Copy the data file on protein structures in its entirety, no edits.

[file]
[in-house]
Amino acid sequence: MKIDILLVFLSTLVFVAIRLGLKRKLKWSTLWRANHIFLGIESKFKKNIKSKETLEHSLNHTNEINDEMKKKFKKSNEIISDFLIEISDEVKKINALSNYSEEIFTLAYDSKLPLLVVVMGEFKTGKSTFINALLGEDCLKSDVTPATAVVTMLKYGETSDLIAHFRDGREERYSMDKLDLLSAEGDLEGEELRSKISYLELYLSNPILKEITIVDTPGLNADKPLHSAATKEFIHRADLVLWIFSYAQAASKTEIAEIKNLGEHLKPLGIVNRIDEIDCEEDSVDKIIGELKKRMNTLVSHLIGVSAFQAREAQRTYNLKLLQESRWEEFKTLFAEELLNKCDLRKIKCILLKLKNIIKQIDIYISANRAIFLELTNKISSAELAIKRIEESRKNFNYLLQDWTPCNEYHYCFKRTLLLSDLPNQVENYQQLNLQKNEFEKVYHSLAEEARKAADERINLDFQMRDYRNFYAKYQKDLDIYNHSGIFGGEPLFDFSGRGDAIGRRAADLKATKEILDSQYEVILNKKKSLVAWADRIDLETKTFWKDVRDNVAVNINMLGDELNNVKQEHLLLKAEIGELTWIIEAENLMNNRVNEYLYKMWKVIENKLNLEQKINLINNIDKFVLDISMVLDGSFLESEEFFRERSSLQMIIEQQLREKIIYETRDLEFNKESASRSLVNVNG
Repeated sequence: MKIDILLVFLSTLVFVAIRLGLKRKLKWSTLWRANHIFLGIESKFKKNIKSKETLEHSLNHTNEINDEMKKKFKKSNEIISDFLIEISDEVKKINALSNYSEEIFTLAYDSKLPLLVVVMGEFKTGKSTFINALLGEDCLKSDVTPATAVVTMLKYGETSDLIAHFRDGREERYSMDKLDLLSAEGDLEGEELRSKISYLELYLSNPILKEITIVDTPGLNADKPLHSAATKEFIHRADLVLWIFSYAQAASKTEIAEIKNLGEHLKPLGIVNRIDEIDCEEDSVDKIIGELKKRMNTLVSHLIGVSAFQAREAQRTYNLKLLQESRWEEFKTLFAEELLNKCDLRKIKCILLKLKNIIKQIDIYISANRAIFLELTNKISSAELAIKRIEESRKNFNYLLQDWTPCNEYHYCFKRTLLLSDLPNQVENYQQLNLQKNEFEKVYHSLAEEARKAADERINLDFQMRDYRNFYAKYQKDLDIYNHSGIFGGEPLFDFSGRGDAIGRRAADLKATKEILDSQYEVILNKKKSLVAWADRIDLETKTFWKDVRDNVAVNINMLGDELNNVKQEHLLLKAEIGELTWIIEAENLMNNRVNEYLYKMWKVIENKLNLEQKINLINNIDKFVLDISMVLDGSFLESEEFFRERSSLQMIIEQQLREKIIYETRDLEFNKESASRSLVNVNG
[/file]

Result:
[in-house]
Amino acid sequence: MKIDILLVFLSTLVFVAIRLGLKRKLKWSTLWRANHIFLGIESKFKKNIKSKETLEHSLNHTNEINDEMKKKFKKSNEIISDFLIEISDEVKKINALSNYSEEIFTLAYDSKLPLLVVVMGEFKTGKSTFINALLGEDCLKSDVTPATAVVTMLKYGETSDLIAHFRDGREERYSMDKLDLLSAEGDLEGEELRSKISYLELYLSNPILKEITIVDTPGLNADKPLHSAATKEFIHRADLVLWIFSYAQAASKTEIAEIKNLGEHLKPLGIVNRIDEIDCEEDSVDKIIGELKKRMNTLVSHLIGVSAFQAREAQRTYNLKLLQESRWEEFKTLFAEELLNKCDLRKIKCILLKLKNIIKQIDIYISANRAIFLELTNKISSAELAIKRIEESRKNFNYLLQDWTPCNEYHYCFKRTLLLSDLPNQVENYQQLNLQKNEFEKVYHSLAEEARKAADERINLDFQMRDYRNFYAKYQKDLDIYNHSGIFGGEPLFDFSGRGDAIGRRAADLKATKEILDSQYEVILNKKKSLVAWADRIDLETKTFWKDVRDNVAVNINMLGDELNNVKQEHLLLKAEIGELTWIIEAENLMNNRVNEYLYKMWKVIENKLNLEQKINLINNIDKFVLDISMVLDGSFLESEEFFRERSSLQMIIEQQLREKIIYETRDLEFNKESASRSLVNVNG
Repeated sequence: MKIDILLVFLSTLVFVAIRLGLKRKLKWSTLWRANHIFLGIESKFKKNIKSKETLEHSLNHTNEINDEMKKKFKKSNEIISDFLIEISDEVKKINALSNYSEEIFTLAYDSKLPLLVVVMGEFKTGKSTFINALLGEDCLKSDVTPATAVVTMLKYGETSDLIAHFRDGREERYSMDKLDLLSAEGDLEGEELRSKISYLELYLSNPILKEITIVDTPGLNADKPLHSAATKEFIHRADLVLWIFSYAQAASKTEIAEIKNLGEHLKPLGIVNRIDEIDCEEDSVDKIIGELKKRMNTLVSHLIGVSAFQAREAQRTYNLKLLQESRWEEFKTLFAEELLNKCDLRKIKCILLKLKNIIKQIDIYISANRAIFLELTNKISSAELAIKRIEESRKNFNYLLQDWTPCNEYHYCFKRTLLLSDLPNQVENYQQLNLQKNEFEKVYHSLAEEARKAADERINLDFQMRDYRNFYAKYQKDLDIYNHSGIFGGEPLFDFSGRGDAIGRRAADLKATKEILDSQYEVILNKKKSLVAWADRIDLETKTFWKDVRDNVAVNINMLGDELNNVKQEHLLLKAEIGELTWIIEAENLMNNRVNEYLYKMWKVIENKLNLEQKINLINNIDKFVLDISMVLDGSFLESEEFFRERSSLQMIIEQQLREKIIYETRDLEFNKESASRSLVNVNG